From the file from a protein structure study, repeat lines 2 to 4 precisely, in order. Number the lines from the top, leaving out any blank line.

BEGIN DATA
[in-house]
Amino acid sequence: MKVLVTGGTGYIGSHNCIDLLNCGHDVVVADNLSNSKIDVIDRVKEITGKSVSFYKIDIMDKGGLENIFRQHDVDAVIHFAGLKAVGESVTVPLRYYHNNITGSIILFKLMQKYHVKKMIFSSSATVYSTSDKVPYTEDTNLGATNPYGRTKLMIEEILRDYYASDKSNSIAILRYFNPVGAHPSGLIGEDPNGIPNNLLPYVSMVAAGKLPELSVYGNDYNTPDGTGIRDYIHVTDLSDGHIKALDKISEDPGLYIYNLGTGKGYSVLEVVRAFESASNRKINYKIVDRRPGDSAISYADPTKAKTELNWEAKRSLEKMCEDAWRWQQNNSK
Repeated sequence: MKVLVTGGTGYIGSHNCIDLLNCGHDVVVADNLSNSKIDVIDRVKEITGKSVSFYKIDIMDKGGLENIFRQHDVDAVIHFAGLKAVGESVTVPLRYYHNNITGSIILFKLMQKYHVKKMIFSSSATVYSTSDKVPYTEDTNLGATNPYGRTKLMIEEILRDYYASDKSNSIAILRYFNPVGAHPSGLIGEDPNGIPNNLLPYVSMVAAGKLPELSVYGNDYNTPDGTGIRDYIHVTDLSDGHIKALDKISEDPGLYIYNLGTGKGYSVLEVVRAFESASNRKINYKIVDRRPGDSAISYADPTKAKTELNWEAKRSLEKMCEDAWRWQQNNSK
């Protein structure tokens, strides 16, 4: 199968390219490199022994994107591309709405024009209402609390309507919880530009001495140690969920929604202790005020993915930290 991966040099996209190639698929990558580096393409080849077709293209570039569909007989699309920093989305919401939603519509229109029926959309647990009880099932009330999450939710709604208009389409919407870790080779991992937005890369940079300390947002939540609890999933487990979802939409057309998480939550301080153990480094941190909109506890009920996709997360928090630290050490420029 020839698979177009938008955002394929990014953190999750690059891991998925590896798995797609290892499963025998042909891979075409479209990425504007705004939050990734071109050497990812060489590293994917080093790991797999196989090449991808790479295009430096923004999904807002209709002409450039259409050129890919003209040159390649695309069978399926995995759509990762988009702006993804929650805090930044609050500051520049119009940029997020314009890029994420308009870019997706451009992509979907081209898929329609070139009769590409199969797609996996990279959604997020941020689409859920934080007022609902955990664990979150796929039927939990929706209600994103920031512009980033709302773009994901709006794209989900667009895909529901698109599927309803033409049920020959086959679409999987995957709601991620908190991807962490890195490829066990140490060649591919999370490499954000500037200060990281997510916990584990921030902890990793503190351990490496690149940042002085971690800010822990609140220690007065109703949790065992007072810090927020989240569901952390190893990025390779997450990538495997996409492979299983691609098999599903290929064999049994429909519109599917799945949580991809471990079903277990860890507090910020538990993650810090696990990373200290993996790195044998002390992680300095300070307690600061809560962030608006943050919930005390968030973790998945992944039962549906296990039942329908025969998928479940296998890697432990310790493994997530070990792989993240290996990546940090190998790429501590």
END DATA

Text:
Amino acid sequence: MKVLVTGGTGYIGSHNCIDLLNCGHDVVVADNLSNSKIDVIDRVKEITGKSVSFYKIDIMDKGGLENIFRQHDVDAVIHFAGLKAVGESVTVPLRYYHNNITGSIILFKLMQKYHVKKMIFSSSATVYSTSDKVPYTEDTNLGATNPYGRTKLMIEEILRDYYASDKSNSIAILRYFNPVGAHPSGLIGEDPNGIPNNLLPYVSMVAAGKLPELSVYGNDYNTPDGTGIRDYIHVTDLSDGHIKALDKISEDPGLYIYNLGTGKGYSVLEVVRAFESASNRKINYKIVDRRPGDSAISYADPTKAKTELNWEAKRSLEKMCEDAWRWQQNNSK
Repeated sequence: MKVLVTGGTGYIGSHNCIDLLNCGHDVVVADNLSNSKIDVIDRVKEITGKSVSFYKIDIMDKGGLENIFRQHDVDAVIHFAGLKAVGESVTVPLRYYHNNITGSIILFKLMQKYHVKKMIFSSSATVYSTSDKVPYTEDTNLGATNPYGRTKLMIEEILRDYYASDKSNSIAILRYFNPVGAHPSGLIGEDPNGIPNNLLPYVSMVAAGKLPELSVYGNDYNTPDGTGIRDYIHVTDLSDGHIKALDKISEDPGLYIYNLGTGKGYSVLEVVRAFESASNRKINYKIVDRRPGDSAISYADPTKAKTELNWEAKRSLEKMCEDAWRWQQNNSK
């Protein structure tokens, strides 16, 4: 199968390219490199022994994107591309709405024009209402609390309507919880530009001495140690969920929604202790005020993915930290 991966040099996209190639698929990558580096393409080849077709293209570039569909007989699309920093989305919401939603519509229109029926959309647990009880099932009330999450939710709604208009389409919407870790080779991992937005890369940079300390947002939540609890999933487990979802939409057309998480939550301080153990480094941190909109506890009920996709997360928090630290050490420029 020839698979177009938008955002394929990014953190999750690059891991998925590896798995797609290892499963025998042909891979075409479209990425504007705004939050990734071109050497990812060489590293994917080093790991797999196989090449991808790479295009430096923004999904807002209709002409450039259409050129890919003209040159390649695309069978399926995995759509990762988009702006993804929650805090930044609050500051520049119009940029997020314009890029994420308009870019997706451009992509979907081209898929329609070139009769590409199969797609996996990279959604997020941020689409859920934080007022609902955990664990979150796929039927939990929706209600994103920031512009980033709302773009994901709006794209989900667009895909529901698109599927309803033409049920020959086959679409999987995957709601991620908190991807962490890195490829066990140490060649591919999370490499954000500037200060990281997510916990584990921030902890990793503190351990490496690149940042002085971690800010822990609140220690007065109703949790065992007072810090927020989240569901952390190893990025390779997450990538495997996409492979299983691609098999599903290929064999049994429909519109599917799945949580991809471990079903277990860890507090910020538990993650810090696990990373200290993996790195044998002390992680300095300070307690600061809560962030608006943050919930005390968030973790998945992944039962549906296990039942329908025969998928479940296998890697432990310790493994997530070990792989993240290996990546940090190998790429501590």